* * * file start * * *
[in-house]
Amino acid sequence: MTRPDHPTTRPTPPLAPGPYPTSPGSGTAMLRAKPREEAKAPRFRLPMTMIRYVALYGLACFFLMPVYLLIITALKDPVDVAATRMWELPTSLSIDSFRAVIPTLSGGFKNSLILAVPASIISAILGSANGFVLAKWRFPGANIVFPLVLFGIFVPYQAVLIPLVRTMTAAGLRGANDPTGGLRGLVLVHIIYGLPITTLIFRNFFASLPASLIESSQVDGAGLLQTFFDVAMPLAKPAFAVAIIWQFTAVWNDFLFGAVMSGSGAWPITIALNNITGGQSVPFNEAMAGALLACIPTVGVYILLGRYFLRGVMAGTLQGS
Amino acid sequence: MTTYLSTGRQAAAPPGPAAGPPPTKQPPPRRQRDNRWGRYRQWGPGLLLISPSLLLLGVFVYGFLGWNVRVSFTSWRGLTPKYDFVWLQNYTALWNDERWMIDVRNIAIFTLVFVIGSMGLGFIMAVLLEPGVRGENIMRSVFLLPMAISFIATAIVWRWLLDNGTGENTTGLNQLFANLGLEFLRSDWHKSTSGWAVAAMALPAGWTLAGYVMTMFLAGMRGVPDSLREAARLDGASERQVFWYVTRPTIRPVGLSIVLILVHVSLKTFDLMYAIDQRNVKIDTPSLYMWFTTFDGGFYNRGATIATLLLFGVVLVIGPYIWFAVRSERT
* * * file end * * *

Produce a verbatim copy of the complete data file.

[in-house]
Amino acid sequence: MTRPDHPTTRPTPPLAPGPYPTSPGSGTAMLRAKPREEAKAPRFRLPMTMIRYVALYGLACFFLMPVYLLIITALKDPVDVAATRMWELPTSLSIDSFRAVIPTLSGGFKNSLILAVPASIISAILGSANGFVLAKWRFPGANIVFPLVLFGIFVPYQAVLIPLVRTMTAAGLRGANDPTGGLRGLVLVHIIYGLPITTLIFRNFFASLPASLIESSQVDGAGLLQTFFDVAMPLAKPAFAVAIIWQFTAVWNDFLFGAVMSGSGAWPITIALNNITGGQSVPFNEAMAGALLACIPTVGVYILLGRYFLRGVMAGTLQGS
Amino acid sequence: MTTYLSTGRQAAAPPGPAAGPPPTKQPPPRRQRDNRWGRYRQWGPGLLLISPSLLLLGVFVYGFLGWNVRVSFTSWRGLTPKYDFVWLQNYTALWNDERWMIDVRNIAIFTLVFVIGSMGLGFIMAVLLEPGVRGENIMRSVFLLPMAISFIATAIVWRWLLDNGTGENTTGLNQLFANLGLEFLRSDWHKSTSGWAVAAMALPAGWTLAGYVMTMFLAGMRGVPDSLREAARLDGASERQVFWYVTRPTIRPVGLSIVLILVHVSLKTFDLMYAIDQRNVKIDTPSLYMWFTTFDGGFYNRGATIATLLLFGVVLVIGPYIWFAVRSERT